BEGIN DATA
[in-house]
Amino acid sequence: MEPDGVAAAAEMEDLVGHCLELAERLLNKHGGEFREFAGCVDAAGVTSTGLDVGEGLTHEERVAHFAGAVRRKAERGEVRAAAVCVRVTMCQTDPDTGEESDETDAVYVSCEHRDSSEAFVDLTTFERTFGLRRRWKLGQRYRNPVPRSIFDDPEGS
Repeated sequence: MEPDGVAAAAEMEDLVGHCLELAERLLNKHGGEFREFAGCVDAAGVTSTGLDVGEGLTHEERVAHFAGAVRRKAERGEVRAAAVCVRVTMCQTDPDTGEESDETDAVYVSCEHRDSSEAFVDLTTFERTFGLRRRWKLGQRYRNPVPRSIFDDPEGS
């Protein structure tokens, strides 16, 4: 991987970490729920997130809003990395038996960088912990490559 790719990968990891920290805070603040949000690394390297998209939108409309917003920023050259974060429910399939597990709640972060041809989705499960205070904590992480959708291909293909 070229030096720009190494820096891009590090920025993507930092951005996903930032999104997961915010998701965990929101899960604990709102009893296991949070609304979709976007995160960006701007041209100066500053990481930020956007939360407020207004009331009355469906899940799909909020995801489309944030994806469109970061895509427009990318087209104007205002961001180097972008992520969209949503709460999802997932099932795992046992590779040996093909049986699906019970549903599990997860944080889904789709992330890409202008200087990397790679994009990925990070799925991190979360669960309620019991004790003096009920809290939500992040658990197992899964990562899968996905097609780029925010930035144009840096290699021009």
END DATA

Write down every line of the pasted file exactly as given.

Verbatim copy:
[in-house]
Amino acid sequence: MEPDGVAAAAEMEDLVGHCLELAERLLNKHGGEFREFAGCVDAAGVTSTGLDVGEGLTHEERVAHFAGAVRRKAERGEVRAAAVCVRVTMCQTDPDTGEESDETDAVYVSCEHRDSSEAFVDLTTFERTFGLRRRWKLGQRYRNPVPRSIFDDPEGS
Repeated sequence: MEPDGVAAAAEMEDLVGHCLELAERLLNKHGGEFREFAGCVDAAGVTSTGLDVGEGLTHEERVAHFAGAVRRKAERGEVRAAAVCVRVTMCQTDPDTGEESDETDAVYVSCEHRDSSEAFVDLTTFERTFGLRRRWKLGQRYRNPVPRSIFDDPEGS
């Protein structure tokens, strides 16, 4: 991987970490729920997130809003990395038996960088912990490559 790719990968990891920290805070603040949000690394390297998209939108409309917003920023050259974060429910399939597990709640972060041809989705499960205070904590992480959708291909293909 070229030096720009190494820096891009590090920025993507930092951005996903930032999104997961915010998701965990929101899960604990709102009893296991949070609304979709976007995160960006701007041209100066500053990481930020956007939360407020207004009331009355469906899940799909909020995801489309944030994806469109970061895509427009990318087209104007205002961001180097972008992520969209949503709460999802997932099932795992046992590779040996093909049986699906019970549903599990997860944080889904789709992330890409202008200087990397790679994009990925990070799925991190979360669960309620019991004790003096009920809290939500992040658990197992899964990562899968996905097609780029925010930035144009840096290699021009």